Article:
Sunday, November 28, 2021

On 2002 Elseworlds series JLA: Destiny

1.) I'm not entirely sure how I missed it, but I blame the covers. JLA:Destiny was a four-issue, prestige-format Elseworlds Justice League comic by writer John Arcudi and artist Tom Mandrake that was published in 2002. I did not read it, nor do I remember even being aware of it, back then.

I find this odd for a few reasons.

First, in 2002 I was living in Columbus and visiting The Laughing Ogre religiously each Wednesday, where I looked over the new rack in its entirety, even though I generally already knew what I wanted that would be out on any given week, given the fact that I made a habit of reading the solicitations when they were released each month. I also read Previews on a weekly basis and the comics news sites on a daily basis, and this was when those sites were almost entirely focused on comics to the exclusion of all the other forms of entertainment that now confuse their coverage.

Second, I was a JLA fan. While I didn't read every Elseworlds special with the team's name in the title, I generally at least took notice of any JLA comics' existence. For frame of reference, 2002 was when Joe Kelly and Doug Mahnke took over the title from Mark Waid, so while the title was far-ish away from its heights under Grant Morrison, Howard Porter and company, it was still a good two years away from becoming an anthology title, during which time each and every arc read a little like an Elseworlds story, they were all so unmoored from continuity.

Third, I was a Tom Mandrake fan. As I mentioned in the previous post, I had admired Mandrake's art ever since I first encountered it in a 1990 issue of  DC/TSR's Advanced Dungeons & Dragons, and my esteem for him had only grown after reading he and John Ostrander's excellent The Spectre and, even more in my wheelhouse, JLA spin-off Martian Manhunter, which this series almost immediately followed. 

So a Tom Mandrake-drawn JLA series certainly seems like something I would have wanted to read in 2002 but, like I said, I don't remember even noticing it at the time. 

What can account for this? I don't know, but I'm going to blame the covers. 

That of the first issue is above, here are those for the rest of the series:

As you can see, there is a pretty uniform sense of design to them all: A close-up image of a character's face in a heavily shadowed, background-less space, with an extremely limited color palette. They are striking images, and would have, one imagines, stood out sharply from many of the other superhero comics they would have been sharing shelf space with on the weeks of their release.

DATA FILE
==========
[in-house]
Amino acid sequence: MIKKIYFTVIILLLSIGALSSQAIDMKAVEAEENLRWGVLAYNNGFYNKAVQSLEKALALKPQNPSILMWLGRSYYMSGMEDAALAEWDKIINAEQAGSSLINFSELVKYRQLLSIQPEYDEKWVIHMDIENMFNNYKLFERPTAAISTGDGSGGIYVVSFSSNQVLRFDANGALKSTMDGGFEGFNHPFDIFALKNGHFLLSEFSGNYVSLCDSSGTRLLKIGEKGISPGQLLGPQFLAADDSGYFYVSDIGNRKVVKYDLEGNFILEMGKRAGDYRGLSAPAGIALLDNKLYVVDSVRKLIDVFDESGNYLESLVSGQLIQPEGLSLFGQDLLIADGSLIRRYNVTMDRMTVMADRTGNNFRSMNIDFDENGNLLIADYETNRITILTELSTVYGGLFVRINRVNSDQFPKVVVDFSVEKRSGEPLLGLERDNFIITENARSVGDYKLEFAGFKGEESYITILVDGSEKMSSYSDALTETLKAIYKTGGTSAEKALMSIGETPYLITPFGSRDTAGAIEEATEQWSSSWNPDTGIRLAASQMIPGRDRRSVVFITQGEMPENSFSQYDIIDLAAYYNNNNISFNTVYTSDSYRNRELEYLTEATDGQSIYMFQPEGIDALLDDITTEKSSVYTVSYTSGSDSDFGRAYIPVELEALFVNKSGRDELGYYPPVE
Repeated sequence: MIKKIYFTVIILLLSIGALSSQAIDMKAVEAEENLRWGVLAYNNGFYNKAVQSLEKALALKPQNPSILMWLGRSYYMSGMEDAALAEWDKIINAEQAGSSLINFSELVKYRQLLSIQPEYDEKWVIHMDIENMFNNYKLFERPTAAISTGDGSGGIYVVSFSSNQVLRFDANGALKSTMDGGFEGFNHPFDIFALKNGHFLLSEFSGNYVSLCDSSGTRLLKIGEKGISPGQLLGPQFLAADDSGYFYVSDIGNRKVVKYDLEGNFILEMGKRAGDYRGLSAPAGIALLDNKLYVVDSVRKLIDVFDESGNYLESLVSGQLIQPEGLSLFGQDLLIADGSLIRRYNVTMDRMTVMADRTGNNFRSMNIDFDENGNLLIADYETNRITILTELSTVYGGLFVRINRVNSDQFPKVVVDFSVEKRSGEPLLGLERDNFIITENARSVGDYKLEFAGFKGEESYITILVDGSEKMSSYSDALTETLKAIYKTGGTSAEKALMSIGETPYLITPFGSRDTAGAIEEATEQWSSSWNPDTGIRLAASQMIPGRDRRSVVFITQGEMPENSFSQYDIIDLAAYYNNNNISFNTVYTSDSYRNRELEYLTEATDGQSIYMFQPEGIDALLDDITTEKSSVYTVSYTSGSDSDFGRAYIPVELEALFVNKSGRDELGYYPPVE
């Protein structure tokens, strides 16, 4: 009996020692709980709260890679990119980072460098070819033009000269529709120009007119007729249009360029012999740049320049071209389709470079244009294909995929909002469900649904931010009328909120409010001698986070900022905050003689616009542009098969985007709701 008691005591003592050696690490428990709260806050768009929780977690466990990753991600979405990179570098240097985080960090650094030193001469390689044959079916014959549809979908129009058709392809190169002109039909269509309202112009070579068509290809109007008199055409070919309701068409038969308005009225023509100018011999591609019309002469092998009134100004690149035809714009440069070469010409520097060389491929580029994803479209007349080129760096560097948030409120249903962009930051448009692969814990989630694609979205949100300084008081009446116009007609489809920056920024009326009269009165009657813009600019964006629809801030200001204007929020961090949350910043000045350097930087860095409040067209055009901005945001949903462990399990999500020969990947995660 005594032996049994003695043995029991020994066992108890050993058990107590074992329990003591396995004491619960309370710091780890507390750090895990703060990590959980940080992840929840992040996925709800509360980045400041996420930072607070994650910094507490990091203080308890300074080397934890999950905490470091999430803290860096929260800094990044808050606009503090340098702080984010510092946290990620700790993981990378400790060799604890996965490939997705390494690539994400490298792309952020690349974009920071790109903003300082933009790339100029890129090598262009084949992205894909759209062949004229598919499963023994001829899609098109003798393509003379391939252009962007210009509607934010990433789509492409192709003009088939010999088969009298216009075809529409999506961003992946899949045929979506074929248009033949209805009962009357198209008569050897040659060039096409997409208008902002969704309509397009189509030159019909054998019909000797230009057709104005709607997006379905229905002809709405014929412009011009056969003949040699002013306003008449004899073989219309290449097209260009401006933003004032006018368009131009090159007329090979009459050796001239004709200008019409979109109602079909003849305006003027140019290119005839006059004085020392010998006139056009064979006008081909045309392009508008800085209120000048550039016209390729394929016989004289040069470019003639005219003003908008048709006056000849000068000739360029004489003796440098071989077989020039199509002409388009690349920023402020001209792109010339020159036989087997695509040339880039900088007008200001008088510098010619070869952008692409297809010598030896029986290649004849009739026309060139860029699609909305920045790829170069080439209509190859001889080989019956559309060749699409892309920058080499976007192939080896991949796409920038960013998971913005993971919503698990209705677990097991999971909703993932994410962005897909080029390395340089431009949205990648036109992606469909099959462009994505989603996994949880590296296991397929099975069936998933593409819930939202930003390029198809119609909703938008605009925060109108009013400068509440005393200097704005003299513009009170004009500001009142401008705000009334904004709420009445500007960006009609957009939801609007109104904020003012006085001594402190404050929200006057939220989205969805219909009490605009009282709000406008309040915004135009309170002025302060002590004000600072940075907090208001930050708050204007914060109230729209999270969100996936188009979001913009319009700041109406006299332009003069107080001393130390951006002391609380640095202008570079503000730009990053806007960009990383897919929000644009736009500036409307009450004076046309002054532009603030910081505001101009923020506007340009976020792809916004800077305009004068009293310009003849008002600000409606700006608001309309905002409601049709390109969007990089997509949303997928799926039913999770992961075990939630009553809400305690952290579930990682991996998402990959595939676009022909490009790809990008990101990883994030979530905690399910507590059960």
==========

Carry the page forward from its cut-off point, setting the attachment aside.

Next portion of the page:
What they don't look like, at all, of course, are JLA covers. None features more than a single character on them, which means one can't tell by looking at them that they are essentially about a team of superheroes, and none save the last features a member of a familiar version of the Justice League, although, because of how stylized the image is, you might not even recognize that as a close-up of Green Lantern Guy Gardner, his ring lighting the Black Mercy flower attached to his chest.

I like each cover well enough individually, but it's not hard to see how poorly they convey the fact that they are JLA comics. If they ever collect the series, and I find it unlikely that they will unless it appears in an Elseworlds: Justice League collection,  one hopes they'll commission a new cover showing either the book's Justice League posing, or engaged in battle with the other team of super-people they spend most of the book fighting.  

2.) There are basically two kinds of Elseworlds stories, and this one is something of a blend of both. The best Elseworlds comics tend to change one thing in a familiar story, and then follow that line of thinking to wherever it leads, crafting a compelling story in the process. This might be, for example, that the rocket that sent Kal-El to Earth was found not by Jon and Martha Kent, but instead by Thomas and Martha Wayne, or that Bruce Wayne was chosen to be Earth's Green Lantern instead of Hal Jordan. Often times it may be a simple change of setting, putting Batman in, say, cowboy times or on a pirate ship, for example.

The other kind generally just scramble things at random; they may still have a premise that boils down into a pithy pitch, but the many changes to the milieu and the characters have more to do with the general preferences of the creators than the nature of the Elseworlds story. These can be fun, even great, but are also sometimes confused, and their quality relies much more on their execution than on the strength of the concept. (Think, for example, Kingdom Come, or the Dark Knight sequels, or Sean Murphy's Batman comics).